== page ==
17. 17. Sitting position – Used for some posterior fossa and cervical spine surgery – Advantages • Better venous and CSF drainage (↓ICP) • Better surgical access • Decreased blood loss • Better facial view for cranial evoked responses
  18. 18. Disadvantages – Possibly greater dangers than alternative positions • Hypotension, cerebral ischemia (decreased CPP) – Volume loading and pressors to maintain CPP ≥60 mmHg – Perfusion pressure should be measured at ear level – TED stockings or calf compression devices
  19. 19. • Tongue and pharynx compression or spinal injury from neck flexion • Pressure areas: buttocks, potential brachial plexus distraction • Venous air embolism ± paradoxical embolism • Pneumocephalus – May be worsened by N2O diffusion after dural closure – Cease N2O with dural closure
  20. 20. Prone position • facial skin ulcerations can occur from uneven pressure distribution when the horseshoe headrest is used • Post operative Visual Loss (POVL) eye compression and retinal ischaemia • Other pressure areas: elbows, breasts, iliac crests, genitalia, knees, toes
  21. 21. • Abdominal pressure: increased PAW, IVC obstruction • Neck flexion may cause compression of base of tongue and pharynx – Especially with instrumentation: ETT, TEE
  22. 22. Park-bench position
  23. 23. • Can be used for post parietal & occipital lobes & lat. post fossa, including tumors at the cerebellopntine angle & aneurysms of the vertebral & basilar arteries.
  24. 24. Conduct of Anesthesia
  25. 25. • Induction/Airway: Standard induction, ETT • Surgical Course: Head Pinning by surgeon (very painful, deepen Anesthesia just prior) • Significant blood loss possible from Scalp • careful positioning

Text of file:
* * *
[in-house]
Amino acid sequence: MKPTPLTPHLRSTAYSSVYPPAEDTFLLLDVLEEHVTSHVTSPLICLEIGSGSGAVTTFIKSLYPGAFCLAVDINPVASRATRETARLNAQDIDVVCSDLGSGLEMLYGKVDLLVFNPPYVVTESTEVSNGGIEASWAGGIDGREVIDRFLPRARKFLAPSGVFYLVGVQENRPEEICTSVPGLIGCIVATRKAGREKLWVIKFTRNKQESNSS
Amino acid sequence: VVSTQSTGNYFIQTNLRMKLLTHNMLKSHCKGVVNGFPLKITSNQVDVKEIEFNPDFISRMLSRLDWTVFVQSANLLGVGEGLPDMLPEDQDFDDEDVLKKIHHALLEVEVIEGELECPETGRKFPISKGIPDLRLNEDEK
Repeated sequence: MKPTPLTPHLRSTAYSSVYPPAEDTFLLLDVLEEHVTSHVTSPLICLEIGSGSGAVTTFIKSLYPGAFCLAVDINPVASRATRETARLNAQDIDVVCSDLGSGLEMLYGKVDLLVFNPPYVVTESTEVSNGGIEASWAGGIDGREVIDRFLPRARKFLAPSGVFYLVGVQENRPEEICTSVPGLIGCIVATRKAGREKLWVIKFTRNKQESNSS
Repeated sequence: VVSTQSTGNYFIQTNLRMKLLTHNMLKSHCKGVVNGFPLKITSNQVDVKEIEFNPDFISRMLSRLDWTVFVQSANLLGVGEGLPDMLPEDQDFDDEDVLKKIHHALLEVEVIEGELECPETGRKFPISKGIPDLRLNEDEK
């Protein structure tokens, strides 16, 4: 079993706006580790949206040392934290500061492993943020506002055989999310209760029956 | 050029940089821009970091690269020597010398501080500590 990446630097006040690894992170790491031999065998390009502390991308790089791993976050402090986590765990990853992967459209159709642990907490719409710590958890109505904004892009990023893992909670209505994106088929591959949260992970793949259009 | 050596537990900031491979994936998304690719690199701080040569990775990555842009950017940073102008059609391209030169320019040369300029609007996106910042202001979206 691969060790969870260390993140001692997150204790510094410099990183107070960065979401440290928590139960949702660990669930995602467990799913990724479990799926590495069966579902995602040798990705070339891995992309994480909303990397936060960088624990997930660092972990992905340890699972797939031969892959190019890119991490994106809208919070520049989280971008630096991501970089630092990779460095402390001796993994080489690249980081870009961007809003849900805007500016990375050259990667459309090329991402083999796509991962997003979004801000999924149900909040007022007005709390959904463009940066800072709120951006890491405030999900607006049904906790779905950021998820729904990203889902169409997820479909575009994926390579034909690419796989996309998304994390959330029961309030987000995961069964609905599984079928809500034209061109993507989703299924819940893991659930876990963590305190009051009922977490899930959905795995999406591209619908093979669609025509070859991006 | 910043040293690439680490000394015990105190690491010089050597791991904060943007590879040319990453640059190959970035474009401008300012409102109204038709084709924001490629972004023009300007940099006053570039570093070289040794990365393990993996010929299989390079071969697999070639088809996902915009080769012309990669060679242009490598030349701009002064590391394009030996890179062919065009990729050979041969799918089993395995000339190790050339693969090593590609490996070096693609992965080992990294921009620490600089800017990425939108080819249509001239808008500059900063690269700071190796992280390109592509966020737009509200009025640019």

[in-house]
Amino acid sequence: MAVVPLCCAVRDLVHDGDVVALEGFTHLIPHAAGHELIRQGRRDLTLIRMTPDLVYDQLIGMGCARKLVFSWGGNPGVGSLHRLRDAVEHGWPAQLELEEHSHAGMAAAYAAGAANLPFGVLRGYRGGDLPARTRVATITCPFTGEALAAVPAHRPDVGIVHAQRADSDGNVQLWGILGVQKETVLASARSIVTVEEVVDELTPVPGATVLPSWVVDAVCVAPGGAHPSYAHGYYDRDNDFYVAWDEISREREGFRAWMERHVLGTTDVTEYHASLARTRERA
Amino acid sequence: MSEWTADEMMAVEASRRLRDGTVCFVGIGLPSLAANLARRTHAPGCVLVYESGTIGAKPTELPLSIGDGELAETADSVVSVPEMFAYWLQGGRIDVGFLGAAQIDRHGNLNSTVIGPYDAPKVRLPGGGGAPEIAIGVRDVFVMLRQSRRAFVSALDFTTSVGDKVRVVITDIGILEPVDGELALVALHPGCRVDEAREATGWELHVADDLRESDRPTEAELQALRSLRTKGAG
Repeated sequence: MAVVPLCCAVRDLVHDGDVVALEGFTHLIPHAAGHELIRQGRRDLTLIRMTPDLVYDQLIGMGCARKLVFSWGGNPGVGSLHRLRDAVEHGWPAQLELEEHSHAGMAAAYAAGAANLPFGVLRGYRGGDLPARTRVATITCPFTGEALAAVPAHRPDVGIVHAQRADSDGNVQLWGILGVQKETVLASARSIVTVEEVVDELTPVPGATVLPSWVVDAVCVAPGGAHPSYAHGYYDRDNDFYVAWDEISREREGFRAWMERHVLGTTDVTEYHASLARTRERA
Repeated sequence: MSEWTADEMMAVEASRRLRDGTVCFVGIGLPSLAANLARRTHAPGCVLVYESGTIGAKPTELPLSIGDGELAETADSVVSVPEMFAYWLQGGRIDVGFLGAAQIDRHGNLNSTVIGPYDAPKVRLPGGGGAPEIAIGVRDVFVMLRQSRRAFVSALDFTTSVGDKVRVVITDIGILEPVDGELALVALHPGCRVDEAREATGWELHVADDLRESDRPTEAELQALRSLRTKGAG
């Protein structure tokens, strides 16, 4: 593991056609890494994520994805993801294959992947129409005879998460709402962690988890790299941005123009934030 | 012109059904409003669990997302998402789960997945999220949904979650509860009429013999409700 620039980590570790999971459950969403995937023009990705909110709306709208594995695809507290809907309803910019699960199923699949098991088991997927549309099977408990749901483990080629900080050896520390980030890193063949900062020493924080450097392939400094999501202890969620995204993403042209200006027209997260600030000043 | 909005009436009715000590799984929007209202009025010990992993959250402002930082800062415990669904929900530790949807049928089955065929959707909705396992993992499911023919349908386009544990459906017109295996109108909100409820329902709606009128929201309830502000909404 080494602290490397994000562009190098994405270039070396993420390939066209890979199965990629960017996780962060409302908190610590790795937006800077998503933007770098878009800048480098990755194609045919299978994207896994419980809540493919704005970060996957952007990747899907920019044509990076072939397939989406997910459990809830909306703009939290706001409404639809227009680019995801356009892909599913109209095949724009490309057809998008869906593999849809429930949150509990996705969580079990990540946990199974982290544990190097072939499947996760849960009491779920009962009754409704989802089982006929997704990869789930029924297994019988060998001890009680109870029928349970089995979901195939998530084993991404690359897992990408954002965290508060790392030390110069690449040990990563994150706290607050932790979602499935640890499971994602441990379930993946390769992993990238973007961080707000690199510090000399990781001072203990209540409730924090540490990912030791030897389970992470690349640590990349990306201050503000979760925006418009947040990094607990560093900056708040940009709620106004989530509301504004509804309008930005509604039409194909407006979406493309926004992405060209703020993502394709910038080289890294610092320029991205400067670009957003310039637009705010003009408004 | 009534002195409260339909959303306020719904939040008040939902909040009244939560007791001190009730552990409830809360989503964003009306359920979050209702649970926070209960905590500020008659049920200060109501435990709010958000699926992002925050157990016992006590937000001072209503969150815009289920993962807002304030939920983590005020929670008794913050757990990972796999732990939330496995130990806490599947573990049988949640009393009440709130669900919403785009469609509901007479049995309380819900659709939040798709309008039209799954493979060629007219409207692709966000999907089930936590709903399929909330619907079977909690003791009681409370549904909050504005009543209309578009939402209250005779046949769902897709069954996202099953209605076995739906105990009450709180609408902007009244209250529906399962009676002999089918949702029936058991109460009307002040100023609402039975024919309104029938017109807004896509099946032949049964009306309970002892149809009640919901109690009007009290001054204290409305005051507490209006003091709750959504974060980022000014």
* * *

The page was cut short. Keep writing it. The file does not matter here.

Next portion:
26. 26. Complications
  27. 27. • Hypotension • Measures to avoid hypotension: – Prepositioning hydration – Wrapping of the legs with elastic bandages to counteract gravitational shifts of blood – Slow, incremental adjustment of table position. – Aggressive volume loading and the G suit (also known as pneumatic antishock trousers) attenuate the effects of assuming the sitting position.
  28. 28. Intra operative complications  CVS reflexes:  Brain stem injury  Bradycardia:  Stimulation of vagus nerve  Changes in BP:  Hypertension: stimulation of floor of 4th ventricle, medullary reticular formation or trigeminal nerve  Mgmt:  Inform surgeon  Pharmacological Rx: if recurrent
  29. 29. Injury to cranial nerves  Usu during work on cerebro-pontine area Intra operative stimulation of cranial nerves : V, VII, VIII, XI, XII ?Use of muscle relaxants
  30. 30. Venous Air Embolism  Occur when the pressure within an open vein is subatmospheric.  Can occur in any position/procedure whenever the surgical above heart(but usu significant > 20cm)  Incidence: highest during sitting craniotomies (40- 45%